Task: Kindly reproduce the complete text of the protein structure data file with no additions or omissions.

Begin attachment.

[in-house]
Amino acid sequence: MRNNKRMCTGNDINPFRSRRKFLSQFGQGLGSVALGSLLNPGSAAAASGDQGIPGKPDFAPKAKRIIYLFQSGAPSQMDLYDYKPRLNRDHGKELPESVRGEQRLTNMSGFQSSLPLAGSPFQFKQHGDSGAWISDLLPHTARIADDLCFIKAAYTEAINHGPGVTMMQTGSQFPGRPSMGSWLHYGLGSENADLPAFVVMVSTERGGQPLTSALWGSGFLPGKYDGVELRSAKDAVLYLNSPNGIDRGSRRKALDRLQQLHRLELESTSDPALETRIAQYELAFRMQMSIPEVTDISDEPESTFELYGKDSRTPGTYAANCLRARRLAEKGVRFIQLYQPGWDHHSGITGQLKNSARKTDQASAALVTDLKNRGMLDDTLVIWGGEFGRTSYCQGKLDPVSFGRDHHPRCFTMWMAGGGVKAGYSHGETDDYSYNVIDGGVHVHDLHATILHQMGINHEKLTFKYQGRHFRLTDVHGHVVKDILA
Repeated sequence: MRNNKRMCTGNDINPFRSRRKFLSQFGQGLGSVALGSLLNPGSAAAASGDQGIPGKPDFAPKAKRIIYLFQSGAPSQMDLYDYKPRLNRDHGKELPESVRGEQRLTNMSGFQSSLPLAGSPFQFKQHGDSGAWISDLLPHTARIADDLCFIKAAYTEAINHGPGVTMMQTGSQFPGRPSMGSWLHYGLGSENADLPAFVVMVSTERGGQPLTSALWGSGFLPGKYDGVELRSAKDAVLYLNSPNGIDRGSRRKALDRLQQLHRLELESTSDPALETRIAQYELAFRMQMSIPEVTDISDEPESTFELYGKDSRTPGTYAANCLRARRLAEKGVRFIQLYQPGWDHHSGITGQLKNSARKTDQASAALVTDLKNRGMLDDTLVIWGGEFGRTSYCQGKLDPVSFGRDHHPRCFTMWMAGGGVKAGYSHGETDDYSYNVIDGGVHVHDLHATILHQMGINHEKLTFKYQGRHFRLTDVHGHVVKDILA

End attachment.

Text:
[in-house]
Amino acid sequence: MRNNKRMCTGNDINPFRSRRKFLSQFGQGLGSVALGSLLNPGSAAAASGDQGIPGKPDFAPKAKRIIYLFQSGAPSQMDLYDYKPRLNRDHGKELPESVRGEQRLTNMSGFQSSLPLAGSPFQFKQHGDSGAWISDLLPHTARIADDLCFIKAAYTEAINHGPGVTMMQTGSQFPGRPSMGSWLHYGLGSENADLPAFVVMVSTERGGQPLTSALWGSGFLPGKYDGVELRSAKDAVLYLNSPNGIDRGSRRKALDRLQQLHRLELESTSDPALETRIAQYELAFRMQMSIPEVTDISDEPESTFELYGKDSRTPGTYAANCLRARRLAEKGVRFIQLYQPGWDHHSGITGQLKNSARKTDQASAALVTDLKNRGMLDDTLVIWGGEFGRTSYCQGKLDPVSFGRDHHPRCFTMWMAGGGVKAGYSHGETDDYSYNVIDGGVHVHDLHATILHQMGINHEKLTFKYQGRHFRLTDVHGHVVKDILA
Repeated sequence: MRNNKRMCTGNDINPFRSRRKFLSQFGQGLGSVALGSLLNPGSAAAASGDQGIPGKPDFAPKAKRIIYLFQSGAPSQMDLYDYKPRLNRDHGKELPESVRGEQRLTNMSGFQSSLPLAGSPFQFKQHGDSGAWISDLLPHTARIADDLCFIKAAYTEAINHGPGVTMMQTGSQFPGRPSMGSWLHYGLGSENADLPAFVVMVSTERGGQPLTSALWGSGFLPGKYDGVELRSAKDAVLYLNSPNGIDRGSRRKALDRLQQLHRLELESTSDPALETRIAQYELAFRMQMSIPEVTDISDEPESTFELYGKDSRTPGTYAANCLRARRLAEKGVRFIQLYQPGWDHHSGITGQLKNSARKTDQASAALVTDLKNRGMLDDTLVIWGGEFGRTSYCQGKLDPVSFGRDHHPRCFTMWMAGGGVKAGYSHGETDDYSYNVIDGGVHVHDLHATILHQMGINHEKLTFKYQGRHFRLTDVHGHVVKDILA